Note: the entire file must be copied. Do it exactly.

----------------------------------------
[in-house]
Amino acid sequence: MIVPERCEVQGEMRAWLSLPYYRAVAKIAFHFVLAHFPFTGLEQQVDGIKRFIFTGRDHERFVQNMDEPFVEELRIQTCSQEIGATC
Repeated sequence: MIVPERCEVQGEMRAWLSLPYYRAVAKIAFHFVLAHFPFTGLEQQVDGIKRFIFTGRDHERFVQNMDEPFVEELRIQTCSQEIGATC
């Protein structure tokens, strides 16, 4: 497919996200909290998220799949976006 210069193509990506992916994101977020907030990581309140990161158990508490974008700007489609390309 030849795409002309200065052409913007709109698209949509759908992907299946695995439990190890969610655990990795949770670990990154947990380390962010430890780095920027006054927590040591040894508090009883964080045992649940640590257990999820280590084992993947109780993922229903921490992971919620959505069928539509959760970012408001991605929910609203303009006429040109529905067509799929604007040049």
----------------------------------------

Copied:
[in-house]
Amino acid sequence: MIVPERCEVQGEMRAWLSLPYYRAVAKIAFHFVLAHFPFTGLEQQVDGIKRFIFTGRDHERFVQNMDEPFVEELRIQTCSQEIGATC
Repeated sequence: MIVPERCEVQGEMRAWLSLPYYRAVAKIAFHFVLAHFPFTGLEQQVDGIKRFIFTGRDHERFVQNMDEPFVEELRIQTCSQEIGATC
């Protein structure tokens, strides 16, 4: 497919996200909290998220799949976006 210069193509990506992916994101977020907030990581309140990161158990508490974008700007489609390309 030849795409002309200065052409913007709109698209949509759908992907299946695995439990190890969610655990990795949770670990990154947990380390962010430890780095920027006054927590040591040894508090009883964080045992649940640590257990999820280590084992993947109780993922229903921490992971919620959505069928539509959760970012408001991605929910609203303009006429040109529905067509799929604007040049």